Old School: Life in the Sane Lane by Bill O’Reilly and Bruce Feirstein
One of my professors used to tell the class a story of one of his friends from when he was in college. Apparently this friend used to sleep with his head on the desk through every class. A couple weeks before finals the friend woke up in the middle of class and asked, “Where do I get a textbook?”
My professor, an austere man, said he just looked at his friend and thought, “Wow, life’s 2 x 4 is coming your way.”
That’s basically the theme of old school. People with a practical, self-reliant, life isn’t fair philosophy versus those who see themselves as victims, are always looking to be offended, and expect someone to make life safe for them. Those who have an Old School philosophy (not religion, politics, or generation) versus those who are “Snowflakes” and particularly the universities who coddle, encourage, and possibly created this philosophy.
So I guess I’m a millennial myself. But I’m about 10 years out of college. And based on the 2×4 story, I don’t think I went to a college that exactly coddled its students.
Old School is categorized as a Current Affairs book according to its back over. I would put it one part culture, particular today’s culture in colleges versus how the authors were raised, one part autobiography, and one part humor. It’s a lot going on in a fairly short book.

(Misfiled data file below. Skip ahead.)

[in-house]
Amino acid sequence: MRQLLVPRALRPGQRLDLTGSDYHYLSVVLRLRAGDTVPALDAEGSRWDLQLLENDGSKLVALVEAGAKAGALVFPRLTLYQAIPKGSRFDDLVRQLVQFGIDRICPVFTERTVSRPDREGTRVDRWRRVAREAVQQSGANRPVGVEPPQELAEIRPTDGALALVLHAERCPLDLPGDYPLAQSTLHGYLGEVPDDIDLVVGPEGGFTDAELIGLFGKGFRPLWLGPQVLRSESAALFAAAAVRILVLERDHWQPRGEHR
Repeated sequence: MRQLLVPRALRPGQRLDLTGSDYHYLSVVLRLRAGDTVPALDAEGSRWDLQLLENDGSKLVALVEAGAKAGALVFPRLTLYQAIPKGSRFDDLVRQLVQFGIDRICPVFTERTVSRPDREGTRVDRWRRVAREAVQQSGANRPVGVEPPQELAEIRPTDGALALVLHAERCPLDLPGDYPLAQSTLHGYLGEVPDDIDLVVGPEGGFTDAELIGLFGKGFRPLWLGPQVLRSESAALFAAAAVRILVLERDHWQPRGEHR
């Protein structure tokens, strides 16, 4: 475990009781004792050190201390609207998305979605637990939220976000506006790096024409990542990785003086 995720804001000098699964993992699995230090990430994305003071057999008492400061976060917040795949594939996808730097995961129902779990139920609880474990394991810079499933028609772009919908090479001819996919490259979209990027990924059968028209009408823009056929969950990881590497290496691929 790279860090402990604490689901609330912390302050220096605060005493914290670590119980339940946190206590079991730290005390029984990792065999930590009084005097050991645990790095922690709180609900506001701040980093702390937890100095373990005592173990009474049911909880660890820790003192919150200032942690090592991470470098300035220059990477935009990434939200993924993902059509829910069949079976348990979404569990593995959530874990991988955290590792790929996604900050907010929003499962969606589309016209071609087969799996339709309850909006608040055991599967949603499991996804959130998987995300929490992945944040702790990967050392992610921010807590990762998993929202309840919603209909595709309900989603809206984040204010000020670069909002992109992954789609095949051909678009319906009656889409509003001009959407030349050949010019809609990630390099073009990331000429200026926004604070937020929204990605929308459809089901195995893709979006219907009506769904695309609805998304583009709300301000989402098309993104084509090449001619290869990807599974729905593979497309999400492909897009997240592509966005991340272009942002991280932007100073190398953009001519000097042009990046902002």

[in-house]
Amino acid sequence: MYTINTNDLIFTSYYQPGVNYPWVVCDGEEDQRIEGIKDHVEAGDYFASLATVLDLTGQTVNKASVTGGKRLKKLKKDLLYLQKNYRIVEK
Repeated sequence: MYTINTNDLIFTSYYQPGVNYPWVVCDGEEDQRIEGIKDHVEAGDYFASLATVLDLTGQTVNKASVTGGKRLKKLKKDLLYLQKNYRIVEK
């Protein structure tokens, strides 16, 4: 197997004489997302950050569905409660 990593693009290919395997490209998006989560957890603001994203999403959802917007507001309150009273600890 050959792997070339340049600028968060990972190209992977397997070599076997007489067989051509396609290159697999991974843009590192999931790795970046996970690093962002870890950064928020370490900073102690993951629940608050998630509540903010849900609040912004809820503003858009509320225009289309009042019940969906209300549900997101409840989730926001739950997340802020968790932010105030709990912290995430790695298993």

The semi-autobiographically part is about the authors’ Old School upbringings in the 50s and 60s. Bill O’Reilly is a news analyst and author who grew up and lives on Long Island. Bruce Feirstein grew up in New Jersey but later moved to LA and became a screenwriter (of the 90s James Bond movies) as well as an author. The book also highlights the stories of other old school people such as Chris Kyle and Tina Turner as well as the ultimate snowflake, President Martin VanBuren.
It’s really funny, hysterically funny at times. Part of the humor comes from the authors’ lives and their parents’ philosophy in raising children. The rest of it comes from how crazy some colleges have gotten, with lots of parodies of what it’s like to go to Snowflake U or work in a company run by Snowflakes.
It could probably be a beach read albeit one that makes you thinks. It’s kind of like the man on the street interviews where the reporter (or Jay Leno) asks the person when the Civil War was and the person says “the 80s?” And then the reporter asks who were we fighting, and the person says, “France.” You’re laughing so hard and then you realize how sad it is that someone made it through our education system without remembering that the fight for slavery happened in the 1860s and the US fought itself: the North against the South. (Yes, I’m slipping in a little bit of facts just in case.)
I really liked this book, it was entertaining, it was funny, but it was also informative and had a lot of good advice. I think it’s useful to know how a successful person became successful, among other things. The only things I didn’t like about it was that I thought it was a little bit too short. It has a lot going on and maybe lacks a little bit of cohesiveness. Also, it came up just before O’Reilly parted ways with Fox News, so some of the references to his previous show are ironically a little dated. It was told back and forth from O’Reilly and Feirstein’s perspective. That got a little confusing but it overall worked. It’s a very good read!